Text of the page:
Young children may have no choice, but adult children do not have to suffer from parental control. Yes, adults must honor their parents, but we should also understand the context of the Biblical commandment; which was not written as a parents ticket to forever control their child.

Amidst failed or repeated attempts to reach a controlling mom, you may not believe in workable solutions to help you better deal with her abuse of control. However, there are a few—and it is up to you to free yourself from the unhealthy burden in a way that respects her position, yet also respects the validity of your adulthood.

Make Sure She Knows
Your mother may not even know that you feel she is controlling. If she is not aware, she cannot correct her behavior. Tell her what you feel and give her reasons for why you feel that way. This approach not only makes her aware, it opens the door for you to respectfully object or disagree with her when necessary. Any stable mom will seek to understand and rectify such indifference once they know it exists, and that it is coming in-between you two.
Exercise Your Independence

Most mothers experience a history of dependence when it comes to their children. An infant or adolescent has to depend on their mother for what they cannot do (and that is pretty much everything). However, as we age, we must learn to do more on our own. If you still run to your mother for constant help and advice, it may be the source of the all-inclusive invitation you are now weary of.

Begin to make your own decisions and rely on your own discernment. For example, as Indiana University psychologist Chris Meno suggests, “Catch yourself when you are about to call home, and ask yourself if there is any way that you could figure the problem out on your own.” As a result, you can begin to break away from the unhealthy dependence on your mother, discouraging her tendency to control.

Recognize Manipulation, Combat Guilt Trips

Many moms control due to the fear of being left. They take the independence of their children as a sign that they have become unnecessary. As a result, such a mom might use guilt to maintain control and may even claim you are disloyal simply for growing up. If that sounds like your mom, know you can be easily tricked into believing you must submit to manipulative control in order to respect her.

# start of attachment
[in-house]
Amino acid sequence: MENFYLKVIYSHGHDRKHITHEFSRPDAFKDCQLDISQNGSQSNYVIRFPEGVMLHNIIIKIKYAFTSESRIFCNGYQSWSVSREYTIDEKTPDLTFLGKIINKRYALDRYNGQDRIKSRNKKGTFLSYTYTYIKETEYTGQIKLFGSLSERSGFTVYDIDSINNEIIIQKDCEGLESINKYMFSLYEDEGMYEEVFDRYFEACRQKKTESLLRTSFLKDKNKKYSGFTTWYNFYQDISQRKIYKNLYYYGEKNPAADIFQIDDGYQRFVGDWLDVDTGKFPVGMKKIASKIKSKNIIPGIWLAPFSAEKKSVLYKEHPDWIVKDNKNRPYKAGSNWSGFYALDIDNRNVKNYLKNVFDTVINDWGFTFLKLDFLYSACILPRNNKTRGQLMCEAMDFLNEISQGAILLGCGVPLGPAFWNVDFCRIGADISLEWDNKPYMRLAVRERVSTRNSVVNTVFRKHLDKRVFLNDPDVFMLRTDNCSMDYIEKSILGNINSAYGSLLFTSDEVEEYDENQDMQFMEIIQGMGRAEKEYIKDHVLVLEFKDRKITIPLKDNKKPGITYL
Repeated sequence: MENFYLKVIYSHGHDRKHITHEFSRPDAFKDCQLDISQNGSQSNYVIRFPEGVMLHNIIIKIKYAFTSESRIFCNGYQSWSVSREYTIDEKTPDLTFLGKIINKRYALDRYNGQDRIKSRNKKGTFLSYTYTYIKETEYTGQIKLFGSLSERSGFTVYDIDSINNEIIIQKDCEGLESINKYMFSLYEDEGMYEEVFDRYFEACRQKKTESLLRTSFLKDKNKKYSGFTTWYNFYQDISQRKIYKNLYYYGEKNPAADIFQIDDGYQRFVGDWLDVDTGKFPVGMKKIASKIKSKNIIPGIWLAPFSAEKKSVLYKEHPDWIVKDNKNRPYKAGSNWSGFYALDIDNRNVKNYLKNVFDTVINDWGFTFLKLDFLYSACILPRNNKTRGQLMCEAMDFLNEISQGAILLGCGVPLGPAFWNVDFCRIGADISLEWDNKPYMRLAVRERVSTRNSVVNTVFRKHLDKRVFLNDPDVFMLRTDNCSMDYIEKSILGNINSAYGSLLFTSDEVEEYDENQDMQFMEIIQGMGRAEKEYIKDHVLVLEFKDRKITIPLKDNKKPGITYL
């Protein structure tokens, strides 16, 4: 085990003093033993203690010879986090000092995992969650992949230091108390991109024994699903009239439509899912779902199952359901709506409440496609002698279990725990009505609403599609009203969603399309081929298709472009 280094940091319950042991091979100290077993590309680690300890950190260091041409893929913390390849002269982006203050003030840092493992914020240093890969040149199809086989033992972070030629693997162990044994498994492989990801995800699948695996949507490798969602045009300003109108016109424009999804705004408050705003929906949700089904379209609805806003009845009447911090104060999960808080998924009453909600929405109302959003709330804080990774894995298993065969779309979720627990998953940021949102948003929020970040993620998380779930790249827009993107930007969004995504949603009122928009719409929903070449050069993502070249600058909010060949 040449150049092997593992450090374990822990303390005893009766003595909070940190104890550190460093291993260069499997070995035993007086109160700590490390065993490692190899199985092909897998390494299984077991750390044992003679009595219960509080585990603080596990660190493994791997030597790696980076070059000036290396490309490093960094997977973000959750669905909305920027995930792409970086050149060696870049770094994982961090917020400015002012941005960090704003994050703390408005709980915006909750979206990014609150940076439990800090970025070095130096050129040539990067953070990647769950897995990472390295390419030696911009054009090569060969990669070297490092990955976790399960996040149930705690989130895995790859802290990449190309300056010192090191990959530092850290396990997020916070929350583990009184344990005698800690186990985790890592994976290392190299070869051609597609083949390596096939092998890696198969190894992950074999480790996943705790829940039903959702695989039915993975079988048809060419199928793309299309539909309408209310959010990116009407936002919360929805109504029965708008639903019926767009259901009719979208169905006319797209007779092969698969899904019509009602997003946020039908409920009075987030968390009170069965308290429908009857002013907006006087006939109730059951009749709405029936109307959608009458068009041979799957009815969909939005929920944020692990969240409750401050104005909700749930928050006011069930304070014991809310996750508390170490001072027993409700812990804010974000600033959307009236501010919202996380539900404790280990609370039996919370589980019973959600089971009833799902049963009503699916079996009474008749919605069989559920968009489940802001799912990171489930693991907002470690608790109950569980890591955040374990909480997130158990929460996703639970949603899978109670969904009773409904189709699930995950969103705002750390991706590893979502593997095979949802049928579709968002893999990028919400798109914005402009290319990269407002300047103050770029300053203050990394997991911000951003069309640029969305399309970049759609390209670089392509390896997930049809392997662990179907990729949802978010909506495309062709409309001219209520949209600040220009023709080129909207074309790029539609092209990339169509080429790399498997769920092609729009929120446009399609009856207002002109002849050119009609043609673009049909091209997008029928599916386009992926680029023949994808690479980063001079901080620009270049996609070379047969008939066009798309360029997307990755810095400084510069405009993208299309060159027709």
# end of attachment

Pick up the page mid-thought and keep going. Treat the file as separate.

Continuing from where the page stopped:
On the contrary, you can be a respectful child to your mother without falling victim to her control. Sue Bohlin, speaker and writer of Probe Ministries, says,”When you feel guilty for being different from what your parents or your family want you to be or do, that is a sign of boundary problems. It doesn’t mean you’re a bad daughter.” Stay on guard against manipulative actions by establishing boundaries with your mom, so you do not get trapped in guilt

Severe cases require you get outside support in order to maintain an objective perspective. Help may include a biblical support group, individual counseling, or a therapy group that provides the positive affirmation you need to combat her manipulation and guilt trips.

Protect You and Yours
According to Mayo Clinic, if your mother has a history of blaming others for her bad behavior or the challenges she faces, hypersensitivity to criticism or rejection, and/or an intense desire to be in control of situations, she may have a personality disorder. Since many personality disorders fault the victim for their problem and consider their own well being more important, it is crucial you develop a strategy to protect your emotional stability and that of your immediate family. In severe cases like this, sit down with an experienced biblical counselor or therapist to help you develop your strategy.



Today’s Christian Woman: Honor My Mother and Father?
Indiana University: “Helicopter Parents” Stir Anxiety, Depression Boundaries With Family
Kansas State University: Dysfunctional Families Personality Disorders

Ask The Psychologist: Is My Controlling and Manipulative Mother Just Punishing Me?

Cross Walk: The Dividing Line for Adult Children
Visionary Womanhood: Honoring Your Parents in Adulthood

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Zara Answers: "Help, My Mom's a Control Freak! What Do I Do?"

by Zara Hairston | Your Questions, Answered